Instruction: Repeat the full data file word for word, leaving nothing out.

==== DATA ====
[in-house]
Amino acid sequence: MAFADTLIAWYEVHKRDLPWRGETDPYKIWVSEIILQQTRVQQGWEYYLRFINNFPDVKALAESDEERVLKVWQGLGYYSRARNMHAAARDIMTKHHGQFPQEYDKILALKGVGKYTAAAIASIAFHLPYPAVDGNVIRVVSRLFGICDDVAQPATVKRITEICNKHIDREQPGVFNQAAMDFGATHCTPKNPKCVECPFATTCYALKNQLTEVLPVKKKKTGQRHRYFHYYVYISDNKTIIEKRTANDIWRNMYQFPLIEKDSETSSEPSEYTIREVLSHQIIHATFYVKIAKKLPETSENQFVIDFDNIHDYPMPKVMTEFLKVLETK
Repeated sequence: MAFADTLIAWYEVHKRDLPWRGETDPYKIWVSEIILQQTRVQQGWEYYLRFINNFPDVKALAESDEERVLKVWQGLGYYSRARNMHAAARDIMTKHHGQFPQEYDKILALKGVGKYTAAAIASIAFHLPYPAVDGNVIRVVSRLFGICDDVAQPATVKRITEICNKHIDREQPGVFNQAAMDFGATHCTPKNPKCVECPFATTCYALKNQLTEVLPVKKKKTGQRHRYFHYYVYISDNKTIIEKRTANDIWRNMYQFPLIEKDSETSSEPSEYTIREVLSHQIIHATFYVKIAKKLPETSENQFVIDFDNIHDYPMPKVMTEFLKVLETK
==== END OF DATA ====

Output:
[in-house]
Amino acid sequence: MAFADTLIAWYEVHKRDLPWRGETDPYKIWVSEIILQQTRVQQGWEYYLRFINNFPDVKALAESDEERVLKVWQGLGYYSRARNMHAAARDIMTKHHGQFPQEYDKILALKGVGKYTAAAIASIAFHLPYPAVDGNVIRVVSRLFGICDDVAQPATVKRITEICNKHIDREQPGVFNQAAMDFGATHCTPKNPKCVECPFATTCYALKNQLTEVLPVKKKKTGQRHRYFHYYVYISDNKTIIEKRTANDIWRNMYQFPLIEKDSETSSEPSEYTIREVLSHQIIHATFYVKIAKKLPETSENQFVIDFDNIHDYPMPKVMTEFLKVLETK
Repeated sequence: MAFADTLIAWYEVHKRDLPWRGETDPYKIWVSEIILQQTRVQQGWEYYLRFINNFPDVKALAESDEERVLKVWQGLGYYSRARNMHAAARDIMTKHHGQFPQEYDKILALKGVGKYTAAAIASIAFHLPYPAVDGNVIRVVSRLFGICDDVAQPATVKRITEICNKHIDREQPGVFNQAAMDFGATHCTPKNPKCVECPFATTCYALKNQLTEVLPVKKKKTGQRHRYFHYYVYISDNKTIIEKRTANDIWRNMYQFPLIEKDSETSSEPSEYTIREVLSHQIIHATFYVKIAKKLPETSENQFVIDFDNIHDYPMPKVMTEFLKVLETK